Warsaw is the classic case of “don’t judge a book by its cover.” Because while the cover of this book may not be the shiniest, the prettiest, the greenest or the hippest, it’s story is one of glory, tragedy, inspiration, desperation, pride, love, loss, perseverance, hard work, ingenuity and excitement. And that’s only its past. The future certainly holds more for this fast growing, entrepreneurial city, which is quickly becoming a European epicenter.

It truly blows the mind and indeed is miraculous.


12 thoughts on “I Believe in Miracles

  1. ChgoJohn says:

    Job well done, Kristy. I knew that Poland’s history was long and tortured, that WWII was particularly unkind to the Poles, and that “liberation at the end of that war was anything but. Still, to read an account of its 500 year old history,even if abbreviated, is quite an eye-opening experience. I think it safe to say that, no matter what happens, Poland will live on, even if only in the minds of its people.
    PS … I’ve saved all of your posts from this point forward. I’m about to take a nice tour of Europe with you. 🙂

    Liked by 1 person

  2. FreshlyGroundHome says:

    This is a great post! I visited Warsaw several years ago as part of a larger tour. It wasn’t the place I wanted to see most, but it was one of my favorite places at the end of the trip. There was so much history and so much to admire about the place and the people. Really lovely post!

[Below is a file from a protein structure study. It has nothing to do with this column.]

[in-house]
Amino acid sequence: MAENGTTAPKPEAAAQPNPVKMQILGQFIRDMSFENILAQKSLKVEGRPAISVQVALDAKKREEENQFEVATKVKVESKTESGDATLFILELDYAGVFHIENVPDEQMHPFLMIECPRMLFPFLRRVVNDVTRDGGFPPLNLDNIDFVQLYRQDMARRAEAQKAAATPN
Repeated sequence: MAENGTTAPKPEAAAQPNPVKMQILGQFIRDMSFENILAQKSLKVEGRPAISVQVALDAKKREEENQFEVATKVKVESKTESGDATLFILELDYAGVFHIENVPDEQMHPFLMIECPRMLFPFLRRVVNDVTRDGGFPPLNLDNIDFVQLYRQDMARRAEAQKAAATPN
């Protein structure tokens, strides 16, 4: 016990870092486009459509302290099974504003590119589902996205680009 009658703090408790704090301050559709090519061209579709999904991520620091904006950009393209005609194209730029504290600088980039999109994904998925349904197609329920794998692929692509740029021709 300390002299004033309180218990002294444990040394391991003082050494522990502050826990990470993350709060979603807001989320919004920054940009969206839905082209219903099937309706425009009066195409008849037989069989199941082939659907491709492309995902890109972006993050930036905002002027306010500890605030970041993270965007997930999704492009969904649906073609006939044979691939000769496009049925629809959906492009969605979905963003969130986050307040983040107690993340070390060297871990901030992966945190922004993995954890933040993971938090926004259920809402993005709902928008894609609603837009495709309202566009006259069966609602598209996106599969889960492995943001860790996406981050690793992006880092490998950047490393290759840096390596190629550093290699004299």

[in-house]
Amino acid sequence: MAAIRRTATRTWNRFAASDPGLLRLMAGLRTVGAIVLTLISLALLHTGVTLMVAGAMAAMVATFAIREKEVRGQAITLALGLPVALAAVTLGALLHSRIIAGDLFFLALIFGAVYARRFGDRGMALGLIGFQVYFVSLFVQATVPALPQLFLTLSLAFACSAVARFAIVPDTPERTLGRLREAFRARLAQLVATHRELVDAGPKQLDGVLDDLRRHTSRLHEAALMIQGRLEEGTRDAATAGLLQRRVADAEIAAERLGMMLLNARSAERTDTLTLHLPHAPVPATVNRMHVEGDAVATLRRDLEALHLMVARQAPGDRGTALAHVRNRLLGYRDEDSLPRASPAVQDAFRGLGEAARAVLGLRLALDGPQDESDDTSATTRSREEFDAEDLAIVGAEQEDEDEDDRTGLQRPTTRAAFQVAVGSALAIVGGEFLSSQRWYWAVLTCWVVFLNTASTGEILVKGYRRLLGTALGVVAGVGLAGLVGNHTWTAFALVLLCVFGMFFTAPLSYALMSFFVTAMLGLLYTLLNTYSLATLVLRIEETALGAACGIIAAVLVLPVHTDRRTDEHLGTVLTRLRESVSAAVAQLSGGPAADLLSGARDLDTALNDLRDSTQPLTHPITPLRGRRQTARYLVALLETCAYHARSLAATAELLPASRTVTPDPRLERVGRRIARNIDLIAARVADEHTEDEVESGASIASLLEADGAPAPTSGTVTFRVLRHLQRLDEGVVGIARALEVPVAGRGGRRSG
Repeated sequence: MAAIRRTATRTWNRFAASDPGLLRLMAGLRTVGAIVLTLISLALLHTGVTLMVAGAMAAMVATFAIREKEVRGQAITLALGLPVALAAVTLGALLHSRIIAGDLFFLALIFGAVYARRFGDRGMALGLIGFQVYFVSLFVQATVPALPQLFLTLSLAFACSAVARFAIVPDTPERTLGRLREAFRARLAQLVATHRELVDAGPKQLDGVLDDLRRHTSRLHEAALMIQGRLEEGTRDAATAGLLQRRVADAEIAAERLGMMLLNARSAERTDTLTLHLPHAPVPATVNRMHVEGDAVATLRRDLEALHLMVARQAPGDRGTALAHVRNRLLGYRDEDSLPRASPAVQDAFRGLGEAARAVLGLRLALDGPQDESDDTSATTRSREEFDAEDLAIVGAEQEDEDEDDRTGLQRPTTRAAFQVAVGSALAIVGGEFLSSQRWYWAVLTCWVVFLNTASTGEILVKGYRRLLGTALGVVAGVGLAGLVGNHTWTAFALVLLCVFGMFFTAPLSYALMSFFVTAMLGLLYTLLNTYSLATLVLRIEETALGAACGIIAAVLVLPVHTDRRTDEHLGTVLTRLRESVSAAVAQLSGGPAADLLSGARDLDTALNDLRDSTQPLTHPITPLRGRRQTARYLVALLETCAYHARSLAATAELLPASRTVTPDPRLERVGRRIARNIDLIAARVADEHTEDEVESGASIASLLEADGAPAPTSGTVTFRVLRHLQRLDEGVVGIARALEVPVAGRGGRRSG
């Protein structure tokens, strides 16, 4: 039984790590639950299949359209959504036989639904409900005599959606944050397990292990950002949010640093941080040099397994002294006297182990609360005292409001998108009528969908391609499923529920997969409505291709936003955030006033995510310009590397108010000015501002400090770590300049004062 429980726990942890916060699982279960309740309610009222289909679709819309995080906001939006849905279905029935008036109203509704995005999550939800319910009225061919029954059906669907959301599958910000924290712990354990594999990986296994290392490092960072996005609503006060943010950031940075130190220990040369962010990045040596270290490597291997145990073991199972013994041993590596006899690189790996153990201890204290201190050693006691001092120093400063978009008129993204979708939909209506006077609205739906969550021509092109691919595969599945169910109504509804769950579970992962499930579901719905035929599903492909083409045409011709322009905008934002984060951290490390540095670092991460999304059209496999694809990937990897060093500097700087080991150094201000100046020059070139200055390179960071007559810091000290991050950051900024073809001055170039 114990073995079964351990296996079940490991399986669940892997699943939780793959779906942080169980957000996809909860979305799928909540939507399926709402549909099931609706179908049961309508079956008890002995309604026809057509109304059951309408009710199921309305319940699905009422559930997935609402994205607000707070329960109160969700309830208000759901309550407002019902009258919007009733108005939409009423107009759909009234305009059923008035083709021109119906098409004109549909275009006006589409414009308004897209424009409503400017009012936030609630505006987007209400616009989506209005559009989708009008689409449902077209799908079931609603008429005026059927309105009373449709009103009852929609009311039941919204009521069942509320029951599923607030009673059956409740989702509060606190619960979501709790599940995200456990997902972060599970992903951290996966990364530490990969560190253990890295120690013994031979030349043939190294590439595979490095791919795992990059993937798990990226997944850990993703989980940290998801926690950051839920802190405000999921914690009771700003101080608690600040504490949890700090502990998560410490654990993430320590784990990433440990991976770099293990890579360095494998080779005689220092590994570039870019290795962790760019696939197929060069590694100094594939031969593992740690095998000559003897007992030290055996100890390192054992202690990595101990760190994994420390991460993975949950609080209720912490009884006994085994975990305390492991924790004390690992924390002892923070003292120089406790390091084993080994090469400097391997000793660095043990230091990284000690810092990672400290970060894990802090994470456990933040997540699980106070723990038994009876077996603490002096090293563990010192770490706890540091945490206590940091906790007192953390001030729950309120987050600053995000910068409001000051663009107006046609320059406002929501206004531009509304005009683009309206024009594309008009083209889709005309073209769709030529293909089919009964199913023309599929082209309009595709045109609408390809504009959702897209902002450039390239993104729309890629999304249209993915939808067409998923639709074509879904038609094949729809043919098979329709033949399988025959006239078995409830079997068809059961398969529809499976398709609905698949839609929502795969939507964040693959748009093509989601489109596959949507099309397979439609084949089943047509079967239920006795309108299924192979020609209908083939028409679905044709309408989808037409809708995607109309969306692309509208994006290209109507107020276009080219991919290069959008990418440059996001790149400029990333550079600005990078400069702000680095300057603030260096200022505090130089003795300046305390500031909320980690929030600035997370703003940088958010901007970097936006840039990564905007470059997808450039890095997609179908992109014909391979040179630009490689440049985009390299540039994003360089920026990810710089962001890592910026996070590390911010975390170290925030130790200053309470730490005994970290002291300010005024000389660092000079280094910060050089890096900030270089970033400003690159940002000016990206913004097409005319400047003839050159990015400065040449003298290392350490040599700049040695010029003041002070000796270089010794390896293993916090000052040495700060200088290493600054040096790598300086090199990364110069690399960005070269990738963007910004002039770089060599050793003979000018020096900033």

Liked by 1 person

  3. Eva Taylor says:

    Thank you for this. Although our history lessons (in Canada) always include the plight of other nations I was unaware of the horrors that the citizens of Poland have had to endure over the centuries. I cannot imagine how one must have felt after one of their many take-overs. And that they have been able to maintain their identity through the years is quite astonishing.


  4. Debra says:

    What a complex history and yet you made it very easy to follow. I learned a lot here, Kristy. I had never heard the statistic that following World War II one of every five Poles was dead. It’s often too easy to think of all of Eastern Europe as one historical account, and yet each country has its own unique story and sometimes really difficult outcomes. I don’t think I gave Poland a lot of attention until Lech Walesa and the labor movement began to capture headlines. Like too many Americans, much of my knowledge of other parts of the world comes to the forefront more through headlines than deep knowledge. You are really living in the heart of it all, Kristy. I’m so glad you’re sharing with us!

    Liked by 1 person

  5. Eha says: